Top Print Edition Stories
Published November 15, 2006

Home prices may rise 5-8% on wider impact

Developers also point to rising construction costs adding to tax bill


(SINGAPORE) The two percentage point hike in the Goods and Services Tax could result in a direct rise of up to one per cent in the breakeven cost of residential property projects.

But the GST rise, combined with rising construction costs, could have a 5-8 per cent inflationary impact on home prices next year, some property players say.

Developers are exempt from paying GST on land zoned or approved for residential use.

But as Ernst & Young partner for GST services Yeo Kai Eng explained: 'Because the sale of homes is exempt from GST and residential developers cannot collect GST on home sales, they also cannot recover the GST that they incur on construction costs, engineering/architectural fees, and marketing expenses in the course of developing a residential project.

'When the GST rate goes up from 5 to 7 per cent it will mean an additional cost for developers. The question is whether they will absorb it and take a margin cut or pass it to home buyers instead.'

A developer put it this way: 'With home prices on the rise anyway, developers have more leeway to pass the increase to home buyers, which is why it's a good idea to introduce a GST increase when the economy is doing well.'

Typically, construction costs, fees and marketing expenses account for about 35-50 per cent of the breakeven cost of a residential project. Based on this, a rise in GST from 5 per cent to 7 per cent will in itself result in a 0.7 to one per cent increase in breakeven costs - assuming no change in other cost components, including construction costs on which developers have to pay GST.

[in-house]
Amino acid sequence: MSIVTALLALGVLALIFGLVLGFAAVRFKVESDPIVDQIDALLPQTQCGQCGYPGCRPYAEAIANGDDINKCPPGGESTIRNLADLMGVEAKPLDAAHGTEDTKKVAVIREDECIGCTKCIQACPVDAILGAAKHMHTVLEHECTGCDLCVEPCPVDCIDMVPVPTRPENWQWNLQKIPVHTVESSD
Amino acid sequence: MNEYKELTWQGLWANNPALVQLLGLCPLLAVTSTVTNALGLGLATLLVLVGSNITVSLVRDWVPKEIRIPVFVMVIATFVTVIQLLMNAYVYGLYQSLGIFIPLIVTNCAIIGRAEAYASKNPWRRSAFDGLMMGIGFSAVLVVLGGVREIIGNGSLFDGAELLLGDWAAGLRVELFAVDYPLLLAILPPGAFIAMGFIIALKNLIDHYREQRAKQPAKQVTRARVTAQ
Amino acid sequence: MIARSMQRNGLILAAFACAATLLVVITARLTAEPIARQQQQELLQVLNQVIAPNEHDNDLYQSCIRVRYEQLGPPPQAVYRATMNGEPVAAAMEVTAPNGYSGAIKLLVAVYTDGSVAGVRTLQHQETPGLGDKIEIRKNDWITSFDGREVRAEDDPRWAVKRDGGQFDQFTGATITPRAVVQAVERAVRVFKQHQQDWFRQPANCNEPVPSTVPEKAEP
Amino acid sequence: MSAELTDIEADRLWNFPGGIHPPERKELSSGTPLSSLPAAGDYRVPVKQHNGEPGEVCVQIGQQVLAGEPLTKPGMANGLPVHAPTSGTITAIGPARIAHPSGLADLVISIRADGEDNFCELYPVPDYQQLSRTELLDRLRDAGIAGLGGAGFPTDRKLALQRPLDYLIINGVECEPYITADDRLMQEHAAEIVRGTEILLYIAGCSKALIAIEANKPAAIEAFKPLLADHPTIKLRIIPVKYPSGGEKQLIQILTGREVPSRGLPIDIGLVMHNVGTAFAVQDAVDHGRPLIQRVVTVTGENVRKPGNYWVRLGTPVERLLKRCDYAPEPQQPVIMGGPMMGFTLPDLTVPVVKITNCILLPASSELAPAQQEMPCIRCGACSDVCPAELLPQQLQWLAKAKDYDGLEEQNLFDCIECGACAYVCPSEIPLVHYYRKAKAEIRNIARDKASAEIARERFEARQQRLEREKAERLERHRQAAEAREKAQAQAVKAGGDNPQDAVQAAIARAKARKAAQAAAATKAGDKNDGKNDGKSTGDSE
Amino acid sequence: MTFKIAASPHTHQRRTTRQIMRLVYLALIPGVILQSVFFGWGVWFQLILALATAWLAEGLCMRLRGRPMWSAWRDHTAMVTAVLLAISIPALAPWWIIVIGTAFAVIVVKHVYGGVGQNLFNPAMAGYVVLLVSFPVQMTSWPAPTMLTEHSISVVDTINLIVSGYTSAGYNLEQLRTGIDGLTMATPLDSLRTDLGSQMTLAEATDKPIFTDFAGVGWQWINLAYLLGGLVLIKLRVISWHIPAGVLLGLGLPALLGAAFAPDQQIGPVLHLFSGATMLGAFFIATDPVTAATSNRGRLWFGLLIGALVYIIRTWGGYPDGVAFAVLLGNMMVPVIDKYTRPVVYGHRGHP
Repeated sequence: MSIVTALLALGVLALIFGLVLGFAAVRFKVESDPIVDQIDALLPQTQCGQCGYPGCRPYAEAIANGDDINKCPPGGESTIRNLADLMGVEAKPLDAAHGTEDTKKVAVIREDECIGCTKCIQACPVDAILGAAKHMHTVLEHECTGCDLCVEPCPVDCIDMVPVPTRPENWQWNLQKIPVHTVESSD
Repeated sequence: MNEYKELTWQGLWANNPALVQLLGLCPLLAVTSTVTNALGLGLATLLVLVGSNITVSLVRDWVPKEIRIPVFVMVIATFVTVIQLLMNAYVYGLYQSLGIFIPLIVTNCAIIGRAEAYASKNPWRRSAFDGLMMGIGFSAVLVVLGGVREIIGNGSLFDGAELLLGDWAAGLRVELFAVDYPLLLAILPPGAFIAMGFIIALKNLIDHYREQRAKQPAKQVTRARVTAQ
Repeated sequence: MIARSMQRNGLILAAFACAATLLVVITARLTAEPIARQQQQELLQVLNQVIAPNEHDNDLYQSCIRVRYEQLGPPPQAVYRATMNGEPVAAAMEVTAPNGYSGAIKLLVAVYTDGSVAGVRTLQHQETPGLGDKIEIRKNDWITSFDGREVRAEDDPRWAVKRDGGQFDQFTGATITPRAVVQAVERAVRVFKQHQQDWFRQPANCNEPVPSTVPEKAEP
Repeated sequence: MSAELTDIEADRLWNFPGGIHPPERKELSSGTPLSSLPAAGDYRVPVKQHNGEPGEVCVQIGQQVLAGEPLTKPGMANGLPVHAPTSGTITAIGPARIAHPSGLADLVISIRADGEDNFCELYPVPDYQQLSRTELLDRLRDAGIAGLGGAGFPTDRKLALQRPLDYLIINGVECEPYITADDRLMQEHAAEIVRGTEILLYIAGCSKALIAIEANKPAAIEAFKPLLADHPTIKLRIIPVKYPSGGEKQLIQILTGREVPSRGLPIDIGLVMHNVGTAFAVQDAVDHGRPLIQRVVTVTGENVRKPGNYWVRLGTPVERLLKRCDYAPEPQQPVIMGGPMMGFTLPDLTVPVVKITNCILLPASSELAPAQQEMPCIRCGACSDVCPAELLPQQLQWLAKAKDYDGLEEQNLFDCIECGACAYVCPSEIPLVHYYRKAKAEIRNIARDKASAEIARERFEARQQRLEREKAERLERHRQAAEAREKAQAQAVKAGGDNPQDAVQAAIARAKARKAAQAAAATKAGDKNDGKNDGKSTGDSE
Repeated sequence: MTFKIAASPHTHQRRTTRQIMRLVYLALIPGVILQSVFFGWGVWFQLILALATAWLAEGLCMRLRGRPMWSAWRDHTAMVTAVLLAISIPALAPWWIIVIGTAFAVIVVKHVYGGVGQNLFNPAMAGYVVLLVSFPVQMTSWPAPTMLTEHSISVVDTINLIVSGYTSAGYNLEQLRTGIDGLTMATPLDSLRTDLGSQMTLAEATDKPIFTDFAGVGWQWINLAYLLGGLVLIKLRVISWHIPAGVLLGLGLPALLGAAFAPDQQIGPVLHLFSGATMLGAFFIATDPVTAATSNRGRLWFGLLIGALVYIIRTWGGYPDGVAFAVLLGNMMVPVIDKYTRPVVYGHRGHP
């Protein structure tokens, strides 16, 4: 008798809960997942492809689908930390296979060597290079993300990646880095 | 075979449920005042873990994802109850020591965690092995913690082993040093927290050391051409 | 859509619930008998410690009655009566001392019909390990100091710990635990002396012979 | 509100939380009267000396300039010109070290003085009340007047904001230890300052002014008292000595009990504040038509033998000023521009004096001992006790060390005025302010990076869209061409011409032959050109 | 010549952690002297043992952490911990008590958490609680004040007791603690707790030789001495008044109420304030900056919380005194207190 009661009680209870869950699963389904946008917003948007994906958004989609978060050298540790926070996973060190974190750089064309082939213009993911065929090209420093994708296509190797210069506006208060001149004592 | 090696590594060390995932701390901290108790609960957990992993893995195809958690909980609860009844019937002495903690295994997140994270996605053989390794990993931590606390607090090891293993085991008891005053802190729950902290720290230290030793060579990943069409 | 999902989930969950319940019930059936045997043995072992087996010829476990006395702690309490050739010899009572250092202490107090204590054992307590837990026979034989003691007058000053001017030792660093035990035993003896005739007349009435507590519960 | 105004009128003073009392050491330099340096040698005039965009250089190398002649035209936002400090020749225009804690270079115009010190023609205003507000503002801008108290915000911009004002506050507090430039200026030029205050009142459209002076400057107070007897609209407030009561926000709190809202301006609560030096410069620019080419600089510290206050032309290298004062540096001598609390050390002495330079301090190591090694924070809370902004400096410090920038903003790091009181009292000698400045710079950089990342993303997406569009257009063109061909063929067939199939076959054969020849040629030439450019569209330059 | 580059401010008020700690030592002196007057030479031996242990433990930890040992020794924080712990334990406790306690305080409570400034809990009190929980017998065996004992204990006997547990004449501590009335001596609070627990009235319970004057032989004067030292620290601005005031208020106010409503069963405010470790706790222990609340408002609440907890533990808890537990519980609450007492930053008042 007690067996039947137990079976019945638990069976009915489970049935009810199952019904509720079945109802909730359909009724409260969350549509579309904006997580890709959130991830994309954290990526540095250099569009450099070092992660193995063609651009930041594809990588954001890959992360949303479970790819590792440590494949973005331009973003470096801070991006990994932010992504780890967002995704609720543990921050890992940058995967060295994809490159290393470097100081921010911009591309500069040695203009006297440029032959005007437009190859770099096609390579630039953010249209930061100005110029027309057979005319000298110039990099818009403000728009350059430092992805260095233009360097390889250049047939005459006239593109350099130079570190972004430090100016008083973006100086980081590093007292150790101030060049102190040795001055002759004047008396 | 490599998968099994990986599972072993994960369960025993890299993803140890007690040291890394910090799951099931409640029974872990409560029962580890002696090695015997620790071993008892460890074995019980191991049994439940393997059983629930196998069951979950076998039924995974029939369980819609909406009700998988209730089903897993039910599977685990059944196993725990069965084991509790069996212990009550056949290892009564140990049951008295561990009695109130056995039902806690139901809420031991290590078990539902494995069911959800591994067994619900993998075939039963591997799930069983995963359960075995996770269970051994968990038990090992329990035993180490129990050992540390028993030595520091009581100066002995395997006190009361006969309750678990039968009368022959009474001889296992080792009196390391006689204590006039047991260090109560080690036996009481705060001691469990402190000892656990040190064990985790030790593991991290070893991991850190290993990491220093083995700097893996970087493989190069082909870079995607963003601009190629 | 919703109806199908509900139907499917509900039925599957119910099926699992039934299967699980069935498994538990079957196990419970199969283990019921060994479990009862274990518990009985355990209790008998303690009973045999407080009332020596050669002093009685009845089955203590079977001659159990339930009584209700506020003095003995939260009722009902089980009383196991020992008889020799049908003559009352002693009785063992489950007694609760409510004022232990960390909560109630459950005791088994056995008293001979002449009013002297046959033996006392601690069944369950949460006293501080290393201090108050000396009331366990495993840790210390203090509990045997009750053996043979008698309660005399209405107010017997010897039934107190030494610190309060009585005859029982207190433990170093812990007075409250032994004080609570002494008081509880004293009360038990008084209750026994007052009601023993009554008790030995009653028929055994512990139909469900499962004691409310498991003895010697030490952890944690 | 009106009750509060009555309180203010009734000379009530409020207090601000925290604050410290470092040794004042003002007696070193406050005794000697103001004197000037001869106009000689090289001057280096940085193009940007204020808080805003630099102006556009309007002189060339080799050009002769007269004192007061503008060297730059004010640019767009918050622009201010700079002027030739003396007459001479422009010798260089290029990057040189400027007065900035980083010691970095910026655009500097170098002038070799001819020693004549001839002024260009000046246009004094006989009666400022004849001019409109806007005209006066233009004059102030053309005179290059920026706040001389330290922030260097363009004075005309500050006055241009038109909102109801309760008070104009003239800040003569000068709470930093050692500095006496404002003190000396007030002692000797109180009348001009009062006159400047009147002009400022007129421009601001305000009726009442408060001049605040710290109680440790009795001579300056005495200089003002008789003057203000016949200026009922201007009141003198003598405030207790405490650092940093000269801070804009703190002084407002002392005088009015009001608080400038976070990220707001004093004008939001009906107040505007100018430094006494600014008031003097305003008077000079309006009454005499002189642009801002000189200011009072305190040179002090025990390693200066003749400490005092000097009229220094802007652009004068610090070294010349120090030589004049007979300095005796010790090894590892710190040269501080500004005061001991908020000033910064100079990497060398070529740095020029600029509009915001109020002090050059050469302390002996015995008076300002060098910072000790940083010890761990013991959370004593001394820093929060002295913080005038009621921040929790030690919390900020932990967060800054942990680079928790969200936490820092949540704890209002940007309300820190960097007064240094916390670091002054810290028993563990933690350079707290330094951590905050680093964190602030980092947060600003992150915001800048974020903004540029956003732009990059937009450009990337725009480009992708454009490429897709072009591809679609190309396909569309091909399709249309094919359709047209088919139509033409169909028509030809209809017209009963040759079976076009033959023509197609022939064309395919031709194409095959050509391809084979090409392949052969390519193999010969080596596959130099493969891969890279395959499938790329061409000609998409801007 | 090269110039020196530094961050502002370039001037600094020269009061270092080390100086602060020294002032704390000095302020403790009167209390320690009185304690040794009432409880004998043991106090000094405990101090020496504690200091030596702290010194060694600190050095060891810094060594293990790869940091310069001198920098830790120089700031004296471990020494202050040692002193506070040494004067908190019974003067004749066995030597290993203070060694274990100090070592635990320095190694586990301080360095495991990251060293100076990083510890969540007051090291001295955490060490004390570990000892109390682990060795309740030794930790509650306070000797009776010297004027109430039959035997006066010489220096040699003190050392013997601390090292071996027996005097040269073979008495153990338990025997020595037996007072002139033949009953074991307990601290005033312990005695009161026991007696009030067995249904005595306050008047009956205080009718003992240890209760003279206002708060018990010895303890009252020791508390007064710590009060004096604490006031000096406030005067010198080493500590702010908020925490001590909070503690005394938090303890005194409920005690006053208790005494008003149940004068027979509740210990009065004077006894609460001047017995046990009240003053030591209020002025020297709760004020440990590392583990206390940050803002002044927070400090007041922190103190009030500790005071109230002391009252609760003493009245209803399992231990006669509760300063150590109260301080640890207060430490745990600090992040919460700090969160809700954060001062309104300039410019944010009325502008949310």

But the problem is, breakeven costs themselves are going up because of rising construction costs, as higher oil prices have led to increases in the prices of raw materials such as copper, steel bars and ready-mix concrete, as well as the cost of transporting them.

Kuik Sing Beng, managing director of Sim Lian Land - whose parent listed Sim Lian Group is also involved in construction business - estimates that construction costs have gone up about 15-30 per cent in the past year, depending on the tier in the property market. He predicts construction costs will easily rise a further 10-15 per cent next year because of strong demand amid big projects like the integrated resorts.

'So if construction costs go up, proportionately the GST cost also goes up. And in addition to that, if there is a two-point GST rate hike, the total cost of developing a residential project could go up by 5 to 8 per cent,' he explained. 'The selling price has to go up by this amount - just to recover the higher cost - if developers want to make the same margins.'